This is an instance in Julius Caesar where Shakespeare leaves us wondering some about what Antony thinks in full about Cassius. Caesar's last line in Act I, scene ii before exiting with Antony is, "And tell me truly what thou think'st of him." The subject never comes up in the text again.
Antony might have--but didn't--lingered to deliver a soliloquy revealing what he "truly" thinks of Cassius. Apparently Caesar was not satisfied that Antony had spoken candidly (openly, without restraint) the first time he answered, but that answer is all the audience/reader has to judge by.
At Line 1.2.190 (Act I, scene ii, Line 190) Caesar calls Antony over to him then requests that Cassius be replaced in the retinue surrounding Caesar because Cassius has "a lean and hungry look" that Caesar thinks marks him as too much of a dangerous, greedy, ambitious man to have around. Antony replies by saying,
"Fear him not, Caesar; he's not dangerous;
He is a noble Roman and well given"
["well given" means well disposed]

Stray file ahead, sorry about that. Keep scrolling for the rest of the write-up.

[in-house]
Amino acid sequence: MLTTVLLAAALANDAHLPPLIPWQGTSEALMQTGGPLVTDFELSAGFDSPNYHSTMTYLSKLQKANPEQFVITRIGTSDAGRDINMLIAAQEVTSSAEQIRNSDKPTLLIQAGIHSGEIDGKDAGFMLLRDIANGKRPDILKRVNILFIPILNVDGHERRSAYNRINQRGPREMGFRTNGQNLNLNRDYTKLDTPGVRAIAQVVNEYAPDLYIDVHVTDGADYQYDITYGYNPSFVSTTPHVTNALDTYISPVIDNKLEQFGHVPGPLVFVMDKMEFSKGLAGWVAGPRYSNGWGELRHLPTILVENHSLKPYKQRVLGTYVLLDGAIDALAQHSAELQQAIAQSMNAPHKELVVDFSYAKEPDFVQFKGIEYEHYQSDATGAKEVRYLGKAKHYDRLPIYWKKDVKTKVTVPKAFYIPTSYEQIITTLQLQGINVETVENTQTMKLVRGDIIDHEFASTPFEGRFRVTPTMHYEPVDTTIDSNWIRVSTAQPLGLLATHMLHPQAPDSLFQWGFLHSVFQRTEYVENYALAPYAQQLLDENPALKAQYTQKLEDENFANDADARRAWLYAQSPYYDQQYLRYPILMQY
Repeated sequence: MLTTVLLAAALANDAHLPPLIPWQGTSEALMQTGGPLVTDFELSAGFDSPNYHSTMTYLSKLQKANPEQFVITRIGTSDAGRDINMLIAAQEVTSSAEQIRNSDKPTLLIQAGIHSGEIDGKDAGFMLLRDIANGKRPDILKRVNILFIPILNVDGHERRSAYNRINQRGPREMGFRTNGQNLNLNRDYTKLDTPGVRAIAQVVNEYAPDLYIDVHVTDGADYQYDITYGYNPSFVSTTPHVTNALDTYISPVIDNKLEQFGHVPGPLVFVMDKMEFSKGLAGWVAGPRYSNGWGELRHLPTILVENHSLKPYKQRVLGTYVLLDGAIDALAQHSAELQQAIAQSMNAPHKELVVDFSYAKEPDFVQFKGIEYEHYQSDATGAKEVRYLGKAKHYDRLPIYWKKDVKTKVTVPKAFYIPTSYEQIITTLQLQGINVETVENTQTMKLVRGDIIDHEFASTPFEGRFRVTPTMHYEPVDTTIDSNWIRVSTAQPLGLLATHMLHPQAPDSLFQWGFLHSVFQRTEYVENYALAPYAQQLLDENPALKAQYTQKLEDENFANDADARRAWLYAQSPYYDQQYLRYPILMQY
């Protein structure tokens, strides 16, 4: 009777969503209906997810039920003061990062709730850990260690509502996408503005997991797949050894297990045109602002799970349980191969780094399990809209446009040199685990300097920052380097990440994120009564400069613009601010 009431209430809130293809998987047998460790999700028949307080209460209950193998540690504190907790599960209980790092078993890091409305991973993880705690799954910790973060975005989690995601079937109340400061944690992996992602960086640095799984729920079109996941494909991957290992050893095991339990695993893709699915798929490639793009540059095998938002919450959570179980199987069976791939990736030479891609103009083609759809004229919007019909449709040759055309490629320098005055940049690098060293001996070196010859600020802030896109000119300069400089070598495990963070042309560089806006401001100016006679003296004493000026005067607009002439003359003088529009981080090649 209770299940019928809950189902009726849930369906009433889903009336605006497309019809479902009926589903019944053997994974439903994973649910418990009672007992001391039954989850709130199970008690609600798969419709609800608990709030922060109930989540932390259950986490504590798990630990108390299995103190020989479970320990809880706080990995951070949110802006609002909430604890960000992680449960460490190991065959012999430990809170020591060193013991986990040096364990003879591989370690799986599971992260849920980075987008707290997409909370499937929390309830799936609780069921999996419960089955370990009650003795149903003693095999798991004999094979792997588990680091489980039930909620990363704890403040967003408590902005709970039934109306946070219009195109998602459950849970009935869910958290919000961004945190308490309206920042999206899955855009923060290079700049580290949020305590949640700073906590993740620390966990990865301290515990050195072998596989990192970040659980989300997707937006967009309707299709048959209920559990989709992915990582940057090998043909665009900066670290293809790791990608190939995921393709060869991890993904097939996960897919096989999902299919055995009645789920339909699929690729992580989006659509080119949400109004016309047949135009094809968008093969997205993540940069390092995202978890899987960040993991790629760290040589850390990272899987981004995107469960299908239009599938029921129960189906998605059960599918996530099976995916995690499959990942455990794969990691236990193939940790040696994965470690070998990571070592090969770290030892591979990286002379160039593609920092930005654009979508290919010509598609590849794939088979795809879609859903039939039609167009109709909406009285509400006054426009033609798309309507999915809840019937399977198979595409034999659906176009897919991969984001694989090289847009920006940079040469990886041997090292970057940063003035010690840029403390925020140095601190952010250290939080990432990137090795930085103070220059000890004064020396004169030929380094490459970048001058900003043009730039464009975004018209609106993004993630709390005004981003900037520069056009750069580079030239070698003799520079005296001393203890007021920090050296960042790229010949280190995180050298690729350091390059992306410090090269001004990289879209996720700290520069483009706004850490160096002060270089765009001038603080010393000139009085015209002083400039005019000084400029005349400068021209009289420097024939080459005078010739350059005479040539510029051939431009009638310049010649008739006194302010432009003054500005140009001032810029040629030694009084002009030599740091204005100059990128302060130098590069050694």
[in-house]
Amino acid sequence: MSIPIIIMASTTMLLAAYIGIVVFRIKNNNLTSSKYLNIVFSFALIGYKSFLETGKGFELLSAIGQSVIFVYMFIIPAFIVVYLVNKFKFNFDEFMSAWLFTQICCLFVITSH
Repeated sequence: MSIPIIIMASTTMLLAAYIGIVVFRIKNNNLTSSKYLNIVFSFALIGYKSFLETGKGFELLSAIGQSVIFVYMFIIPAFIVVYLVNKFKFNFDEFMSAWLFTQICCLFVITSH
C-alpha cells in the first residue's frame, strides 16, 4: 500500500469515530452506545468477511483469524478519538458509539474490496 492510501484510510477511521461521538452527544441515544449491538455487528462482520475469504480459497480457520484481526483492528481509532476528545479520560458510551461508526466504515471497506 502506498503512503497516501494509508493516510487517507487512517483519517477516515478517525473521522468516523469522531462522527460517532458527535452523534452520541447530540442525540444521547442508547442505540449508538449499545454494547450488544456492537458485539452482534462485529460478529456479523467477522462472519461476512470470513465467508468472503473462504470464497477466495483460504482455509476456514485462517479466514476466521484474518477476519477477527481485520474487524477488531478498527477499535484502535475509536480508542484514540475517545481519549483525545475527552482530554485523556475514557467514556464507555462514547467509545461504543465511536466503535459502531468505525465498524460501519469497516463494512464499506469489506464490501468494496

Antony's opinion that Cassius is "not dangerous," "nble" and "well given" is insufficient for Caesar as he goes on to say that Cassius is too focused on observing others, too serious-minded, too prone to smiling in mockery and too interested in greatness for themselves and therefore dangerous.
After this he asks Antony to speak his true opinion. Following which, as said before, they both exit. This leaves us knowing far more about what Caesar thinks about Cassius than what Antony thinks.
But we can infer that Antony isn't the suspicious sort nor the sort who looks about in jealousy or greed, as a result, he seems to have seriously misjudged Cassius because even as Antony is asked his opinion, Cassius is weaving the threads of a plot against Caesar's power...and Antony likes the fella and perceives no danger or other ill-disposed character traits in him.
[For additonal notes on Julius Caesar, see Shakespeare Navigator at ClickNotes.com.]